MIDDLEBURY, Vt. – Against the backdrop of political upheaval, students in the Middlebury School of the Environment spent a week in the nation’s capital last month learning firsthand about communication, environmental policy, and leadership in a time of radical change.
The weeklong intensive in Washington, D.C., “was like a master class in communication and dealing with environmental policy at a federal level,” said Stephen Trombulak, director of the School and professor of environmental and biosphere studies.
The week in D.C. represented a collaboration between the MSoE and Planet Forward, a project of the Center for Innovative Media at the George Washington University School of Media and Public Affairs. Much of the week’s agenda was facilitated by Frank Sesno ’77 — a Middlebury trustee, former CNN anchor, faculty member at George Washington University, and Planet Forward founder.
Now in its fourth year, the MSoE is a six-week summer program that combines coursework in environmental studies with leadership training and field experience. This summer marked the first time the program has ventured beyond Vermont for further exploration.
Middlebury alumnus and trustee Frank Sesno ’77 helped facilitate a weeklong School of the Environment trip to Washington, D.C. this summer. Sesno is founder of Planet Forward, a member of the George Washington University faculty, and a former CNN anchor.
The week’s packed agenda included meetings with regulators, K Street lobbyists, educators, journalists, and others. Speakers included Rick Leach, the president and CEO of World Food Program USA; sociologist and filmmaker Sabrina McCormick; Daily Beast columnist Barrett Pitner; representatives from the agrochemical and agricultural biotechnology company Monsanto; and others.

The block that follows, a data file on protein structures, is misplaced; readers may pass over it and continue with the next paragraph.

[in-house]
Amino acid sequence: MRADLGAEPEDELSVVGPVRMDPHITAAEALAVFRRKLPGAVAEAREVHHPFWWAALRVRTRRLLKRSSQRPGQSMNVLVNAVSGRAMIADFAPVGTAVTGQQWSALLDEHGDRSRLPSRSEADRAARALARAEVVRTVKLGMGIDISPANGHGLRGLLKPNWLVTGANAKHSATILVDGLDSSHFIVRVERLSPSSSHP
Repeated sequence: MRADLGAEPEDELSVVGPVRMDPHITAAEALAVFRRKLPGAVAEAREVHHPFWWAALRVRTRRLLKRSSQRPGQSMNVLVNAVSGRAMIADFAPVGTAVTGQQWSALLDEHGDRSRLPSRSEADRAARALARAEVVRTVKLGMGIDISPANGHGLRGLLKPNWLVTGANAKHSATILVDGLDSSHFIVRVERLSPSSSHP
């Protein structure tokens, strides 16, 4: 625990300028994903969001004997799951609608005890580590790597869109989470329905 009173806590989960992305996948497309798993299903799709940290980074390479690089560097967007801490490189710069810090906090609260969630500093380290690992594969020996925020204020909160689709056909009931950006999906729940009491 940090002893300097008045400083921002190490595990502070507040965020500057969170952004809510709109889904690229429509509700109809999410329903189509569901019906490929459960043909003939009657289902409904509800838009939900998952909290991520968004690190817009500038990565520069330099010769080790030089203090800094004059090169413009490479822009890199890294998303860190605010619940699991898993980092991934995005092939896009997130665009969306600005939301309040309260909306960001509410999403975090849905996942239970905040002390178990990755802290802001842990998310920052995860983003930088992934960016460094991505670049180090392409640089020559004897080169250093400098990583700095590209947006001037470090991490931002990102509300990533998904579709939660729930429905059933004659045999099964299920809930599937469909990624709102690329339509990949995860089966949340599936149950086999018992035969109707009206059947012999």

“We’re living in an environment unlike any we have seen politically,” said Sesno. “The fundamental direction of environmental policy in this country has been turned on its head under the Trump administration.” And that, he said, affected the context of every conversation the students had.
“The current political climate in D.C. in our time there was chaotic and interesting,” said Elissa Edmunds, a student at Allegheny College originally from Pittsburgh. But conversations with practitioners on the ground, many of whom reflected on the challenges of doing environmental work in the Trump era, left Edmunds more motivated. “The political climate made me realize how important the work that I and other students across the nation are doing and studying. This information and knowledge is necessary,” she said.
A key theme of the week was communication: How can students, practitioners, and others in the environmental world use storytelling and communication tools to effectively spread their message and make change happen?
“[Students] need to be not only expert in science and economics and technology and policy, but they need to be expert in communication,” said Sesno. “Communication plays a pivotal role in the success of our future environmental leaders.”
Additionally, the week provided an opportunity to put faces to the news of environmental crises students might encounter in their studies. Whether learning about renewable energy in low-income housing units in D.C., or discussing humanitarian food crises, students were reminded that environmentalism isn’t “just disembodied facts and figures from a textbook,” said Trombulak. “It’s real people.”
“It’s really cool to put a face to a company, to something you see and read in the news,” said Joshua Yuen-Schatt, a rising senior from Kenyon College studying international studies. Yuen-Schatt joined the MSoE this summer looking for more depth, knowledge, and experience in environmental studies.
This year’s participants in the MSoE include nine Middlebury students and 15 students from other colleges and universities. Several hail from outside of the United States.
This summer marks the fourth year of the MSoE, a program designed to be a hands-on outgrowth of what students encounter in the classroom during the course of their traditional academic careers. By equipping students with leadership and communication tools, educators hope to empower them in their careers after college — whether those paths lead them to environmental activism, technology, business, policy, or beyond.
Reporting by Kathryn Flagg; Photos: PlanetForward.org